This book came to me as a recommendation after someone on Facebook shared a post about the failings of minorities - specifically males - in Saturday morning cartoons. As a lover of comic books, cartoons, anime and manga I immediately requested it and after going through my "priority" reads settled down with this. The book does give an in-history into the early newspaper comics, or as we know them now "the funnies" (unless that's an old term that I just always ran with because of my father). It wa This book came to me as a recommendation after someone on Facebook shared a post about the failings of minorities - specifically males - in Saturday morning cartoons. As a lover of comic books, cartoons, anime and manga I immediately requested it and after going through my "priority" reads settled down with this. The book does give an in-history into the early newspaper comics, or as we know them now "the funnies" (unless that's an old term that I just always ran with because of my father). It was great seeing the artwork of early black cartoonist and even learning about female black cartoonist, Jackie Ormes, and her works involving Torchy Brown who covered issues and experiences of the Great Migration (which leads Torchy to New York City), racism, romance and eventually environmental issues. There is also a chapter that covers more modern racial representation in the comics and the creator and cartoonist behind them. There are some cartoons that I were unfamiliar with simply because they were not in syndication with my local newspaper and I've since stopped reading the Sunday paper due to a cease in the subscription and the Aaron McGruder's 'The Boondocks' had stopped being printed. The information shared about syndication comics, how it works and the finances behind it were interesting. I found the book lacking it fulfilling its promise based upon the Introduction description of comic book characters, specifically black superheroes, and based upon the cover. Franklin from The Peanuts is presented on the cover and I found myself really interested in learning more in-depth details about how Franklin came to be introduced into the gang. Fortunately, NPR covered that for me while doing an interview with the woman who made the request that an African American youth be included with Charlie Brown, Lucy & Linus Van Pelt and the others. Other black superheroes were also to be discussed such as "Spawn, Green Lantern, Static Shock, Hancock, etc." but are never discussed. The book received a two rating because by chapter 13 I was over the book. Chapter 8: Panthers and vixens: Black superheroines, sexuality, and stereotypes in contemporary comic books, is a stretch to find racist stereotypes in the characters through the overused explanation of hypersexualization of Black Panther and Vixen, specifically. The chapter I found to be very weak as with the two largest comic distributors here in the states being DC and Marvel, ALL of the heroes and villains are hypersexualized and imbue all of the ideal looks of their gender. The author tries to make it a strictly racial issue but is forced to backtrack and explain how it is not simply a racial or gender issue. The essay brought to mind the story of Power Girl, whose breasts were slowly increased after each issue until someone within DC noticed and questioned the creator about it. Let’s not also forget, for those of us who frequent comic book pages on Facebook, the image of Rogue that is being circulated. He also tries to tie in the animal association of Black Panther and Vixen as being strictly racial but there is Catwoman, Black Canary, Squirrel Girl, Wolfsbane and Jayna from The Wonder Twins. The book continued to fall in decline when it opted for a chapter to define or make a bold declaration of “Will the ‘Real’ Black Superheroes Please Stand Up?!” The title alone immediately spelled trouble because it went into how a superhero is not and cannot be black simply based upon his or her skin color. That being “black” is defined by who you hang out with (or what’s your ratio of blacks to “others” in your life), whether or not they specifically “saved the black community” over the world and who is the creator. As an African American who grew up in a predominantly Orthodox Jewish neighborhood and went to a predominantly white Catholic school I have personally strong issues with this type of thinking: My black is greater than your black. This chapter did nothing more than feed into the own self-hatred that plagues the black community now stating that there is ONLY one way to be black and that there is already in play a “pre-ordained” set of values that should and truly dictate someone that is black. Real talk: Regardless of how well I speak, who I hang out with or how much money I make at the beginning, middle and end of the day it does not erase the blackness of my skin. For this reason, I found myself unable to finish the book and give it a two star rating. Blacks are already an underrepresented demographic in the comic book world and in geek culture anyway and it is because of these idiotic and racist ideals and beliefs that there’s only one way to be black. A black child adopted and raised by a white family does not make them any less black and, in fact, would lead them to experience a greater variety of racism as opposed to someone who grew up and hung out strictly with those of their own demographic. The author focuses solely on black superheroes created by white cartoonist and completely ignores the rest of the heroes and heroines to fit into their own agenda. Representation does matter and there isn’t simply or strictly one way to be black. Just take a look at my bio and you will see that I DO NOT fit the stereotypes that the author is trying to impart upon the heroes that they are hating for simply being full of haterade. The book should’ve stuck with the history and an analysis of African Americans in the various of mediums and avoided trying to tell fans of these heroes and those who identify with them that their hero/heroine isn’t black enough or considered, “[a] ‘sell out’ to the race and thus, intentionally or unintentionally psychologically [be] destructive to the very children who identify with them by skin color or racial heritage.”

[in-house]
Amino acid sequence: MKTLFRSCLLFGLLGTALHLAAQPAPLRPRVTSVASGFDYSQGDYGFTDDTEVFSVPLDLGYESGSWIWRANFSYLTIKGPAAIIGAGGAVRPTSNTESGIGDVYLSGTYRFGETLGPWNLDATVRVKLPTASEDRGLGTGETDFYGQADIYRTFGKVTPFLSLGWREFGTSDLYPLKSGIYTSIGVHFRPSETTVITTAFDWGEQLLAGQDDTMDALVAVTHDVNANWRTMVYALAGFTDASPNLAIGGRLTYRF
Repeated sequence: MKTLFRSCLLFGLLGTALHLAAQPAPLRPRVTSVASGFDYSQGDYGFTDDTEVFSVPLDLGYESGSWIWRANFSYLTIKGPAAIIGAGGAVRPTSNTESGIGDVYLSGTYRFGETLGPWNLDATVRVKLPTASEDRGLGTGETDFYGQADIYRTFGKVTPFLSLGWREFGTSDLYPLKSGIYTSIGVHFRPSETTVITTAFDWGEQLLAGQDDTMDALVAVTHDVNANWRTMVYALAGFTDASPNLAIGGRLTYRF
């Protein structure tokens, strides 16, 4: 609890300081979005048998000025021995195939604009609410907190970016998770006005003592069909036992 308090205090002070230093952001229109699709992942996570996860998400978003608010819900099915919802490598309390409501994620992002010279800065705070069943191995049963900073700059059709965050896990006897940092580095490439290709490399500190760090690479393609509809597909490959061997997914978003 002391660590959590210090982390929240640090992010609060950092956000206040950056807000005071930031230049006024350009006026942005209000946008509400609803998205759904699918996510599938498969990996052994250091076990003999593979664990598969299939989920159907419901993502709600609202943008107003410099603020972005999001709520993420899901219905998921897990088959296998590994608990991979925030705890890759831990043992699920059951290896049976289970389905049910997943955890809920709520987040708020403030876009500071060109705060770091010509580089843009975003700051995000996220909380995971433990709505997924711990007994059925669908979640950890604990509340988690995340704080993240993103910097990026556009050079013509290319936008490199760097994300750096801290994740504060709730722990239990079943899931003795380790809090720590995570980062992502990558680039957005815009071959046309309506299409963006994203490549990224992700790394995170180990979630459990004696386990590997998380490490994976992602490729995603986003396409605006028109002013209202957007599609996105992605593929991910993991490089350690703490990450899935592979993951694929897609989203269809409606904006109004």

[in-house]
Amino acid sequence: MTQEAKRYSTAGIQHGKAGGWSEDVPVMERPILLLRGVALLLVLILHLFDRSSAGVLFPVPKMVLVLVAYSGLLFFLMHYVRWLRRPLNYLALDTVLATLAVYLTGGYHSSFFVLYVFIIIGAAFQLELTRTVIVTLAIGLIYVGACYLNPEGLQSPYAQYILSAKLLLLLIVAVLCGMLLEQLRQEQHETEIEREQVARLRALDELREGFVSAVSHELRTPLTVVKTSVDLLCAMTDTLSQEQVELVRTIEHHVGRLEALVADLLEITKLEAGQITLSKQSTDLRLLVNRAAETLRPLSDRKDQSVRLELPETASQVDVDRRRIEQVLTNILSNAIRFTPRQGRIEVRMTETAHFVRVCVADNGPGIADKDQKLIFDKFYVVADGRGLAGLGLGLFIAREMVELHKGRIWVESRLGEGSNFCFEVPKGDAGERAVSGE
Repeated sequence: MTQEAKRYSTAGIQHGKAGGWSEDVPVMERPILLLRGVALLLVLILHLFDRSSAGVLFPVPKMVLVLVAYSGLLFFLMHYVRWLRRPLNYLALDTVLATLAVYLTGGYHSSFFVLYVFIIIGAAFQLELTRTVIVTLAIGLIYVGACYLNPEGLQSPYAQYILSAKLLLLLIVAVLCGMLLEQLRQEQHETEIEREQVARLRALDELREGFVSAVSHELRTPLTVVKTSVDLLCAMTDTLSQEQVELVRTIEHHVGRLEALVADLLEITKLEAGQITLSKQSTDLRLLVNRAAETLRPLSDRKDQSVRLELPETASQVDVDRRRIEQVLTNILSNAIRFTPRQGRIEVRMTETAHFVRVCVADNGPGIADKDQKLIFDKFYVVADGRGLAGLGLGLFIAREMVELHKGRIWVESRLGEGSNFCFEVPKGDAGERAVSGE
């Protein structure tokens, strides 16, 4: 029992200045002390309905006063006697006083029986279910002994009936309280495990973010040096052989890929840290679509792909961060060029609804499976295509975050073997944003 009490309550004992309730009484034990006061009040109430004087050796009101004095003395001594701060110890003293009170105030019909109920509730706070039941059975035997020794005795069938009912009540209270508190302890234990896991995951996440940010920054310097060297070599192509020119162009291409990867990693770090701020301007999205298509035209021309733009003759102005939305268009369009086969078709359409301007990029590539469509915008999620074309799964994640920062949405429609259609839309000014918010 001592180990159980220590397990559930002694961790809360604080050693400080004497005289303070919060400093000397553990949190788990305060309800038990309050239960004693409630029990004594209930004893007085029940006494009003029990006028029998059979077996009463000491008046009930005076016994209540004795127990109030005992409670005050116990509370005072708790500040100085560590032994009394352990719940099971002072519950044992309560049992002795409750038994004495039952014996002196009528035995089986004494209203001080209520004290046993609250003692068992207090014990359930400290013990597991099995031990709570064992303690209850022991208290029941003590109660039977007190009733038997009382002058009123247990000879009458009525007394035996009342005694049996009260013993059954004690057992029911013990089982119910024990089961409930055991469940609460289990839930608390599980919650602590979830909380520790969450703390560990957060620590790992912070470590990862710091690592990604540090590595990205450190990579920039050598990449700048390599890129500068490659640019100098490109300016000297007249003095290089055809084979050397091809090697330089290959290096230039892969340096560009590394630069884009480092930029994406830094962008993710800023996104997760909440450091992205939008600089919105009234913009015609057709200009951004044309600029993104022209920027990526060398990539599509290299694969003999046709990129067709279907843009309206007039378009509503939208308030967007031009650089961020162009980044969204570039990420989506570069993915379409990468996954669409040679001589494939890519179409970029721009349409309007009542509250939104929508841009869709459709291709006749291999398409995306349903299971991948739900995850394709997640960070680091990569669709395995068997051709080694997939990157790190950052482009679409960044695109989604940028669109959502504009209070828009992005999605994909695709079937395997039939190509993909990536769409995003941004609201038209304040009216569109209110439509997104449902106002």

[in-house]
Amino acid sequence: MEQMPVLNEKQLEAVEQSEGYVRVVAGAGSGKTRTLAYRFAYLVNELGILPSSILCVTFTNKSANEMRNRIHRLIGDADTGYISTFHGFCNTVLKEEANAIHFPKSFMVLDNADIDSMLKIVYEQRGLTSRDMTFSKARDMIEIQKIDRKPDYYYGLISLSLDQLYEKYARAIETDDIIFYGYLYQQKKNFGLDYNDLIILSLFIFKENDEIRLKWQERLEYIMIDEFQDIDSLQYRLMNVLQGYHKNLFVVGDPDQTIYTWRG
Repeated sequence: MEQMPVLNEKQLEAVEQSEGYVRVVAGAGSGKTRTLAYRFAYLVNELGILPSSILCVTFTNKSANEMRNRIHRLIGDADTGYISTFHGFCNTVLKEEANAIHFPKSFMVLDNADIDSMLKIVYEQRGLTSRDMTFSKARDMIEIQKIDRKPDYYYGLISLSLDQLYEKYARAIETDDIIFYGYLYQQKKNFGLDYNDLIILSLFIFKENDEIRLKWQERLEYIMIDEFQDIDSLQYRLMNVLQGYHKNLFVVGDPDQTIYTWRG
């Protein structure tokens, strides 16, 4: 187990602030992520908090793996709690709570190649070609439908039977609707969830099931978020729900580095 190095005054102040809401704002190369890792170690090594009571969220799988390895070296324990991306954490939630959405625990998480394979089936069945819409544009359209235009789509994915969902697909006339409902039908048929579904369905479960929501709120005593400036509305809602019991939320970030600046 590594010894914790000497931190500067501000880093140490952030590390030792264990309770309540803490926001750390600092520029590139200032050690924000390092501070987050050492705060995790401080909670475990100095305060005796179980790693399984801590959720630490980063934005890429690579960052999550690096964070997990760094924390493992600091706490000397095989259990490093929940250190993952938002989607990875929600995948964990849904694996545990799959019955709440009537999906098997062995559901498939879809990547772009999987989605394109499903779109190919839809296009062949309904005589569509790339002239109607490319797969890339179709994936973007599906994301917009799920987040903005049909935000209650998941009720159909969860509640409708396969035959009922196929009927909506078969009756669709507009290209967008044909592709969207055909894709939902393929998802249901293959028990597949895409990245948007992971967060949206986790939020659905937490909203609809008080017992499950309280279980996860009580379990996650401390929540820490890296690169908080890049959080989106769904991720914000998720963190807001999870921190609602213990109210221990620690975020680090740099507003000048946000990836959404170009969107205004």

2. 5 out of 5